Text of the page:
By Dr. E. Faye Williams
As I am sitting here watching special counsel Jack Smith deliver his statement regarding the third indictment of someone who should never have been president of the United States, I’m so sad as I think about all the great African-American men and women who never even had a chance to run for high office; yet they contributed so much to this nation even as they were enslaved, brutalized, denied a fair chance at education, jobs, fair housing.
Some were even denied the right to live because they were lynched! No one ever deserved to go through what many of our people went through — or what too many still go through just to live in a nation where so many still don’t even wish us well.
Today, Donald Trump who has had every advantage in life – far more than he ever deserved as he abused others, and despite his horrible behavior, his insane accusations about people who at least try to do the right thing, is finally being indicted for the third time and we are still hoping he is finally going to pay – but think of all the lives he’s ruined. Think of the undeserved riches he’s always enjoyed at the expense of so many of the poor souls who would still vote for this madman.
I’m angry as I think about the suffering this man, and many others have caused, to deliberately limit opportunities for others far more deserving than this pitiful man and others like him.
The tragedy is there are still too many just like him running for the very office Trump has violated so many times.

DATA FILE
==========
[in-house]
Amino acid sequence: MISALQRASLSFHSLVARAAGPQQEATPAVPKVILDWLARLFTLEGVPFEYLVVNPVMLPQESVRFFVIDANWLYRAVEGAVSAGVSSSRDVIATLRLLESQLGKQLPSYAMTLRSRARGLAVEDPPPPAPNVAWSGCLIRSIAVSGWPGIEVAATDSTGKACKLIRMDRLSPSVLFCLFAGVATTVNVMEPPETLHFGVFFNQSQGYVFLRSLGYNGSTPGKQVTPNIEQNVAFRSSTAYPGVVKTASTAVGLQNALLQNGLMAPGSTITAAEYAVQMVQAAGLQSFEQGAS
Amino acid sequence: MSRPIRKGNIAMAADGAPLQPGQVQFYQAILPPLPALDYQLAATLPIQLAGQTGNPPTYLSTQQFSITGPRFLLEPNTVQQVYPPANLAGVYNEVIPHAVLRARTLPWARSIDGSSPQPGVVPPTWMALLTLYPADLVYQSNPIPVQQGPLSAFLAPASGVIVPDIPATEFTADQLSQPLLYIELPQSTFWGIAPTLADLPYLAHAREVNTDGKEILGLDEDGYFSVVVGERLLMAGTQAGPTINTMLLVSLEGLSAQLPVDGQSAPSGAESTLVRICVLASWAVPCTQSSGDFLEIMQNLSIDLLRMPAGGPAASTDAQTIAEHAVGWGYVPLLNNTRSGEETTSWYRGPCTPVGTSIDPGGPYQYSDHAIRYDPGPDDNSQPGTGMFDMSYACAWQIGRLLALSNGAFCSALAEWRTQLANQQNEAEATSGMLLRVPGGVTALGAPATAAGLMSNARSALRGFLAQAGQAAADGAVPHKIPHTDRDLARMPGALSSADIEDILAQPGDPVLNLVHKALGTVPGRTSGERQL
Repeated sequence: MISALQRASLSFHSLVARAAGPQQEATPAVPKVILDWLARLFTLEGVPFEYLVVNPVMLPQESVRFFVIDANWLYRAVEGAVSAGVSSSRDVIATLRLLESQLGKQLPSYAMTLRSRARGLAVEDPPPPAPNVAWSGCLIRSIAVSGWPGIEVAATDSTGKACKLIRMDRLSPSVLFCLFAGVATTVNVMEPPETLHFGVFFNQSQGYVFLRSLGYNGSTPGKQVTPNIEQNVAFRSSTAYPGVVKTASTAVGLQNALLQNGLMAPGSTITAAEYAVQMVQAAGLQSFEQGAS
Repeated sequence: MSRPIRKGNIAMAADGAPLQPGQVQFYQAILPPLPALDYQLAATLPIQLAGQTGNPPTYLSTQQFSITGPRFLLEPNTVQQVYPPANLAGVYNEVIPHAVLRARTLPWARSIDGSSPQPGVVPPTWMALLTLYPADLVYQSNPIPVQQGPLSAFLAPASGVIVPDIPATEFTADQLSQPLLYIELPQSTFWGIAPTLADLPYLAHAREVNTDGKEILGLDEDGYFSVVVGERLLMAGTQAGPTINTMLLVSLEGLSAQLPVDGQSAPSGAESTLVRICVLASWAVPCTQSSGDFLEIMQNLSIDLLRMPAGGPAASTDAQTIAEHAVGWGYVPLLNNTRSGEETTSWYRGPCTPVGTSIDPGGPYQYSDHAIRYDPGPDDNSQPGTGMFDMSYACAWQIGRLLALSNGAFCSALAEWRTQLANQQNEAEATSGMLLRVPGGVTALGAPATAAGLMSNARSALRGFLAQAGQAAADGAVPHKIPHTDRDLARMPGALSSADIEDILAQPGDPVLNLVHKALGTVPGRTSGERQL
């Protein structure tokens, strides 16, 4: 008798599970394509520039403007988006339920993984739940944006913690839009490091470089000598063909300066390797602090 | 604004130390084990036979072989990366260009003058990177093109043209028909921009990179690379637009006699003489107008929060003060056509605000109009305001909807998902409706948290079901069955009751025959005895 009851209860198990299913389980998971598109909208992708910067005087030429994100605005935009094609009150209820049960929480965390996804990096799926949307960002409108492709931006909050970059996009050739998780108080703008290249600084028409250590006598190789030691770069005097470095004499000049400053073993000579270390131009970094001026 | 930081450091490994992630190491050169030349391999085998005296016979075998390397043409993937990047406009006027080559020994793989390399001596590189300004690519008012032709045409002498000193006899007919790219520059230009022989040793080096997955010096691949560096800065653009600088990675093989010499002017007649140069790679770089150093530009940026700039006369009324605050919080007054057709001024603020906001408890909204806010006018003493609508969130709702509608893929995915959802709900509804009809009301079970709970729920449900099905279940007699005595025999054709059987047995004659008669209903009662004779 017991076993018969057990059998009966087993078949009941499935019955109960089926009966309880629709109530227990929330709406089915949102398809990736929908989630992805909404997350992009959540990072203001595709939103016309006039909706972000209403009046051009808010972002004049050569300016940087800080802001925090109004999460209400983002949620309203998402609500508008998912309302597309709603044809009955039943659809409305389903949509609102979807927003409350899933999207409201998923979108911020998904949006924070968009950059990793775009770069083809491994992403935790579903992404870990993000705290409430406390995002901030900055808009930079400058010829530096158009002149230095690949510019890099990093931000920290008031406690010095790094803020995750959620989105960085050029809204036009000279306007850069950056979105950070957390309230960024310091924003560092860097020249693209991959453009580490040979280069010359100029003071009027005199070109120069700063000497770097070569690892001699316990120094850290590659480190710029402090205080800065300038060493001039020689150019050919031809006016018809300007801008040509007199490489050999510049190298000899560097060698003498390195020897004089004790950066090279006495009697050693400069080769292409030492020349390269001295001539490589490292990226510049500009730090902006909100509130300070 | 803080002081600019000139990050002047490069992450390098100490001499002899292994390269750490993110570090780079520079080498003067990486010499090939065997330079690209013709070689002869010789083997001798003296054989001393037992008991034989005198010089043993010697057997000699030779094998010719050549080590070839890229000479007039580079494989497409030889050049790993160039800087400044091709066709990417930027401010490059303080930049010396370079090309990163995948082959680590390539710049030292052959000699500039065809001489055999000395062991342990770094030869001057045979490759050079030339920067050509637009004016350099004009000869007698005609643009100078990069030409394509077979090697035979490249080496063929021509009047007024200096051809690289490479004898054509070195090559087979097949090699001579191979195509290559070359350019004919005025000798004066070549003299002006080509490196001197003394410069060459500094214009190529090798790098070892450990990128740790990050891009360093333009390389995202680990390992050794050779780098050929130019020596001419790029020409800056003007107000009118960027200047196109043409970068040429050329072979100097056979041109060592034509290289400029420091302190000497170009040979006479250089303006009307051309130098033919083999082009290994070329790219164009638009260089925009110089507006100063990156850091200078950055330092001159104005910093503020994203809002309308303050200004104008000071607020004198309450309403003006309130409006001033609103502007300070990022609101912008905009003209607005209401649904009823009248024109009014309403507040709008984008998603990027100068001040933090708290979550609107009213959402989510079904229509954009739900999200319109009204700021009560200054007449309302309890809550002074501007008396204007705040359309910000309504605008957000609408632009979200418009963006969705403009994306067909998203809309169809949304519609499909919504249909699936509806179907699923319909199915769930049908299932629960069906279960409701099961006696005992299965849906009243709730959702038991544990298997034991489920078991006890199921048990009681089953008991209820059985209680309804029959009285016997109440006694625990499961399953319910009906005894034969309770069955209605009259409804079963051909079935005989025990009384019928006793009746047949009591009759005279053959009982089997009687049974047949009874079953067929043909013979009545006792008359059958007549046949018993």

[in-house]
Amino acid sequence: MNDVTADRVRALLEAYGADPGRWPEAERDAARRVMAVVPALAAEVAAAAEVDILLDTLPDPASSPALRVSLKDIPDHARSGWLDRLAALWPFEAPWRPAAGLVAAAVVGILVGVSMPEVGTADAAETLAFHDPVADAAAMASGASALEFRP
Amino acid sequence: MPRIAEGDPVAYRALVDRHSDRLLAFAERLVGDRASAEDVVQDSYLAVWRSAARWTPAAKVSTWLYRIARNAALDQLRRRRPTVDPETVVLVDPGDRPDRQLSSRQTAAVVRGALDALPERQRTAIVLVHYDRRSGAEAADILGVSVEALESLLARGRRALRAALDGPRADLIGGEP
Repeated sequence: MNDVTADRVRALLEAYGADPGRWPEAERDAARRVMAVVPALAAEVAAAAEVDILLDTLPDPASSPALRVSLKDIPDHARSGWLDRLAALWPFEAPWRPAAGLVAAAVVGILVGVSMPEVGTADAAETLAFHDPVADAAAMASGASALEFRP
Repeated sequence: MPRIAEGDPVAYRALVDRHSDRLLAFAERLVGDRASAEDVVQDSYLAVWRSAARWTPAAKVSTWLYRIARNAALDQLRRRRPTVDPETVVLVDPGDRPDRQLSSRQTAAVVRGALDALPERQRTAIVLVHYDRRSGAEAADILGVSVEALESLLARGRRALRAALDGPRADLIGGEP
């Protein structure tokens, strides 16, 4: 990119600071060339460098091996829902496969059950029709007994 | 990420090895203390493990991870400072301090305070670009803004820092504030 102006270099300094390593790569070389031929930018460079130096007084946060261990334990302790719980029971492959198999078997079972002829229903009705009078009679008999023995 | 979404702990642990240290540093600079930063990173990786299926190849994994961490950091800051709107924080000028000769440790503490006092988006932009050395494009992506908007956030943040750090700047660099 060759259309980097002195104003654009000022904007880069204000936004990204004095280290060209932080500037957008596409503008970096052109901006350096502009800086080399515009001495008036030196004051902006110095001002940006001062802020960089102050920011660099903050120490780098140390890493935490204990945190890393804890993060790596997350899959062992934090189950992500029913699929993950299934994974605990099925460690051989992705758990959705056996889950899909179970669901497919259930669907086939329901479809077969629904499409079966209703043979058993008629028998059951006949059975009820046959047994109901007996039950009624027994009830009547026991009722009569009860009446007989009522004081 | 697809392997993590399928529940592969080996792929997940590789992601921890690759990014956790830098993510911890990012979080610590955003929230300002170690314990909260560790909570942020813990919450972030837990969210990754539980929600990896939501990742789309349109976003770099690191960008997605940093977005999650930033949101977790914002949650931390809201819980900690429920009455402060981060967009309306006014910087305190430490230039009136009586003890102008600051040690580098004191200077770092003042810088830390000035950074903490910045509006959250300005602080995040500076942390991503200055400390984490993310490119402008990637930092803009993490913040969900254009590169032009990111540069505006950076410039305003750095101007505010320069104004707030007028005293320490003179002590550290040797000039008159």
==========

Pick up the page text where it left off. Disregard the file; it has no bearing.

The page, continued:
They lead people on to give them their last dime and their vote; yet they have no intention of making things better for these people. Forget the likes of Ron DeSantis, too. Wake up and do your part to save our democracy for all of us.
Growing up, my mother taught me so much about my responsibility to make a positive difference in everything I do.
Once I left home, I was blessed even more to have teachers that some may still call controversial.
In a recent article, Dr Maulana Karenga reminded us of Frantz Fanon. He also taught me Swahili and inspired me to become the first African-American woman to Chair a very woke group of teachers called the Black Educators in the Los Angeles City School System.
We’d gather, and he armed us with valuable information that has stayed with me throughout my life.
Fanon was a freedom fighter, radical psychiatrist, revolutionary theorist and deep thinker, diplomat, and visionary for bringing into being a new man, woman, and world. You must read Wretched of the Earth.
We are reminded that to free ourselves and humanity from the anti-Black and anti-human oppression and a legacy of Europe, we must not only defeat our oppressors and that legacy, its offspring and imitators of every kind. We must also destroy within ourselves the will to emulate and be like them. Let’s appreciate who we really are!
Dr. Karenga taught us to proudly wear our Afros and dashikis and treat each other like royalty. We became acquainted with Rev. Jesse Jackson who taught us the value of political action; Hon. Mervyn Dymally taught us the value of higher education. Among our heroes and sheroes were Min. Louis Farrakhan, Malcolm X, Dr. Martin Luther King Jr, Ella Baker, Fannie Lou Hamer, Julian Bond, Diane Nash, Harry Belafonte and Shirley Chisholm.
We learn from them to stand up and plead our cause. Don’t allow our children to grow up thinking there was something positive about slavery. Teach them the inhumanity of slavery, and that white people were and still are the only beneficiaries of slavery.
Dr. E. Faye Williams is national chair of the National Congress of Black Women, Inc. Contact her via www.nationalcongressbw.org.